Late night thoughts on medical education #8: Where to draw the line?
In the previous post, I talked about some of the details of how undergraduate clinical teaching is organised. It is not an apprenticeship, but rather an alienating series of short attachments characterised by a lack of continuity of teacher-pupil contact. This is not something easily fixed because the structure is geared around the needs of the NHS staff who deliver the bulk of student teaching, rather than what we know makes sense pedagogically. I likened it to the need to put up with getting through security when you travel by plane: you want to get somewhere, but just have to grin and bear the humiliation. This is not a university education. I am not saying that individual teachers are to blame — far from it — as many enjoy teaching students. It is a system problem.
The interdependence of undergraduate education and postgraduate medical training
It is not possible to make sense of either undergraduate medical education or postgraduate training without looking at the forces that act on the other. It is also far too easy to assume that ‘the system’ in the UK is the only way to organise things, or indeed, to think it is anywhere near optimal. A damning critique of medicine (and much else in society) in the UK is our inability to learn from what others do.
The formative influences on (undergraduate) medical education are those conditions that were operating over half a century ago. At that time, a medical degree qualified you to enter clinical practice with — for many students — no further formal study. And much clinical practice was in a group size of n=1.
In the 1950s the house year (usually 6 months surgery and 6 months medicine) was introduced. Theoretically this was under the supervision of the university, but in practice this supervision was poor, and the reality was that this was never going to work in the ‘modern NHS’. How can the University of Edinburgh supervise its graduates who work at the other end of the country? In any case, as has been remarked on many occasions, although the rationale for the house year was ‘education’, the NHS has never taken this seriously. Instead, housepersons became general dogsbodies, working under conditions that could have come from a Dickens novel. In my own health board, the link between master and pupil has been entirely broken: apprenticeship is not only absent from the undergraduate course, but has been exiled from a lot of postgraduate training (sic). House doctors are referred to as ‘ward resources’, not tied to any group of supervising doctors. Like toilet cisterns, or worse…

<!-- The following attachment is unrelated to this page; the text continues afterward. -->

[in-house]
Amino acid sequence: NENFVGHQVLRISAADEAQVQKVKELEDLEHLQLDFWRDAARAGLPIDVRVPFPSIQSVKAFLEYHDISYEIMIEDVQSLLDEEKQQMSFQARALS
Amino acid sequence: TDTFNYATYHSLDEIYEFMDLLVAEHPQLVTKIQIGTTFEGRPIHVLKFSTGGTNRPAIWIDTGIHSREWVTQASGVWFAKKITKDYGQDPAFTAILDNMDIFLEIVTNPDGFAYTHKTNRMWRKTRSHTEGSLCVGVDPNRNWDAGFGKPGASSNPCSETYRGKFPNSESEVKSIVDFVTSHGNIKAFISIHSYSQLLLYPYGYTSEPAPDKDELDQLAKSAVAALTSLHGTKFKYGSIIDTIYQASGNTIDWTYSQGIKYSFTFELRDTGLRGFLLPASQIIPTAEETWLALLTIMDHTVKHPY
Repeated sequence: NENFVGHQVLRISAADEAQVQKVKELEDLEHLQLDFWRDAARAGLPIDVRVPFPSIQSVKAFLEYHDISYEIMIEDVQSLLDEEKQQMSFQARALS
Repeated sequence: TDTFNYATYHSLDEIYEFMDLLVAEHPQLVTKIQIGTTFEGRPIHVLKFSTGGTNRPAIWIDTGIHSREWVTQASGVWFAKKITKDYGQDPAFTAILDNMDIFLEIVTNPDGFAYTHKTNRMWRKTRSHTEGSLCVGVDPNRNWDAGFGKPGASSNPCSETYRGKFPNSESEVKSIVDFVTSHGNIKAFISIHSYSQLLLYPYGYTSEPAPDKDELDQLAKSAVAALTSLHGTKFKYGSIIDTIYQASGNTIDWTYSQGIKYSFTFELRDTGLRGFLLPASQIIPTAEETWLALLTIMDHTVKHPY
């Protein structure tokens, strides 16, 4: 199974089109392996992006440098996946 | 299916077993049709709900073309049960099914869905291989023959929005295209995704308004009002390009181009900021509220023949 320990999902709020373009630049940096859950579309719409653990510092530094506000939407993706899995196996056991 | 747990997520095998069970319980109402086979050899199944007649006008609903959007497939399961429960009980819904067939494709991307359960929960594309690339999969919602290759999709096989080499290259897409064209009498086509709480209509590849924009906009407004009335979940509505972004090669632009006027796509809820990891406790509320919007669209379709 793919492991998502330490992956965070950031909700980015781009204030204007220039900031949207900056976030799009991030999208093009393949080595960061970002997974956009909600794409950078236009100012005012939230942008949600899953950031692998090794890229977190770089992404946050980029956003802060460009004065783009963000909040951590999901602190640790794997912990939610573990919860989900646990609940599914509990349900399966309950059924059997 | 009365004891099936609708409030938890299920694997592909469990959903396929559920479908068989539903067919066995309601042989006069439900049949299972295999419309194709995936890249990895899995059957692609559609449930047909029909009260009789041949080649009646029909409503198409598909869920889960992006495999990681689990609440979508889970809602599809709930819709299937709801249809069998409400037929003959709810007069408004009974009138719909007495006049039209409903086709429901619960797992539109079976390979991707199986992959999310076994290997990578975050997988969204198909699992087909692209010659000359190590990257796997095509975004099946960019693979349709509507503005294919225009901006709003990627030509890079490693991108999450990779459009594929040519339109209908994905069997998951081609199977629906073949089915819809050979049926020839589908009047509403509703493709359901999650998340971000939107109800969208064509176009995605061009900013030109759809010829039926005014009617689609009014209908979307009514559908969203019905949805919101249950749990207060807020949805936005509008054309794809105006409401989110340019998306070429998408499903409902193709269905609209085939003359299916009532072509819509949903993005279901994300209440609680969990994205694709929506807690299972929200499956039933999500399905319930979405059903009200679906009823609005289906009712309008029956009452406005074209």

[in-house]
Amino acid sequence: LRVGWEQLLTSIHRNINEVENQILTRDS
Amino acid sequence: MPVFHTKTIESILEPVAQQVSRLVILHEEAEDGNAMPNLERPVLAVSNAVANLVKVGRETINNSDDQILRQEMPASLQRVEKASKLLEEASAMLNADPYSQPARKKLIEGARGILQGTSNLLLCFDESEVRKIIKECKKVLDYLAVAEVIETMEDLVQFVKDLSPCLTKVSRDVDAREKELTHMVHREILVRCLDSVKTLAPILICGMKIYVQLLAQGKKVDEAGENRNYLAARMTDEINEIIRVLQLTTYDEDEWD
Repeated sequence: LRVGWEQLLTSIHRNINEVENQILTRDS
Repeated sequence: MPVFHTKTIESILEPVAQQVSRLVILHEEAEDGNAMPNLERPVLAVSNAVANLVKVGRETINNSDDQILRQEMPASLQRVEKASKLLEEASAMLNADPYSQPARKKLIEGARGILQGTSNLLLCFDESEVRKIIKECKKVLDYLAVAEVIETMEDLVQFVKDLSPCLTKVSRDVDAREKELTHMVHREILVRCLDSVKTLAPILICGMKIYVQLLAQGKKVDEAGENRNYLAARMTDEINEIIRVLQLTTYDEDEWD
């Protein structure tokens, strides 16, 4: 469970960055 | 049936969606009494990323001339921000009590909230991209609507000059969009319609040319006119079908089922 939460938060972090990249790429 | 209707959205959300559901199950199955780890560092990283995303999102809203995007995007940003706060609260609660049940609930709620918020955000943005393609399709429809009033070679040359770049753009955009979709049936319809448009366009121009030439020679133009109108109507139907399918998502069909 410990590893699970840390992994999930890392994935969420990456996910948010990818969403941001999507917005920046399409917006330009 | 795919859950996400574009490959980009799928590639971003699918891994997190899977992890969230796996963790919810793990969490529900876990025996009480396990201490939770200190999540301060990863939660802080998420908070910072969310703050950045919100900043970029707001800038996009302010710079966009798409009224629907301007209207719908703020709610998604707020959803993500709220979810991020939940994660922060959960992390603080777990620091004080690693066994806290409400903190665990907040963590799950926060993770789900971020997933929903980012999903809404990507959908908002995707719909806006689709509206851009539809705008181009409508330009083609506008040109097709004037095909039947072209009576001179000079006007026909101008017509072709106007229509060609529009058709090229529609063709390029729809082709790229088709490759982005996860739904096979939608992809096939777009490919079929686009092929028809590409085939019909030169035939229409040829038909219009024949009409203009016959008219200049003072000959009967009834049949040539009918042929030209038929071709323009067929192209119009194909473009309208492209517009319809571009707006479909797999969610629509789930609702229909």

Nonetheless, the changes in the 1950 and other reforms in the 1960s established the conventional wisdom that the aim of undergraduate medical education was not to produce a ‘final product’ fit to travel the world with their duffel-shaped leather satchel in hand. Rather, there would be a period of postgraduate training leading to specialist certification.
Training versus education
This change should have been momentous. The goal was to refashion the undergraduate component; and allow the postgraduate period to produce the finished product (either in a specialty, or in what was once called general practice). It is worth emphasising what this should have meant.
From the point of view of the public, the key time for certification for medial practice was not graduation, but being placed on the specialist register. The ability to practice independently was something granted to those with higher medical qualification (MRCP, MRCPysch etc) and who were appointed to a consultant post. All other posts were training posts, and practice within such roles was not independent but under supervision. Within an apprenticeship system — which higher professional training largely should be — supervision comes with lots of constraints, constraints that are implicit in the relation between master and pupil, and which have stayed largely unchanged across many guilds and crafts for near on a thousand years.
What went wrong was no surprise. The hospitals needed a cadre of generic dogbodies to staff them given the 24 hour working conditions necessary in health care. Rather than new graduates choosing their final career destination (to keep with my airport metaphor) they were consigned to a holding pattern for 2-7 years of their life. In this service mode, the main function was ‘service’ not supervised training. As one of my former tutees in Edinburgh correctly told me at graduation: (of course!)he was returning to Singapore, because if he stayed in the NHS he would just be exploited until he could start higher professional training. The UK remains an outlier worldwide in this pattern of enforced servitude.
What has all this to do with undergraduate education?
The driving force in virtually all decision making with the UK health systems is getting through to the year-end. The systems live hand-to-mouth. They share a subsistence culture, in which it almost appears that their primary role is not to deliver health care, but to reflect an ideology that might prove attractive to voters. As with much UK capitalism, the long term always loses out to the short term. What happened after the realisation that a graduating medical students was neither beast nor fowl, was predictable.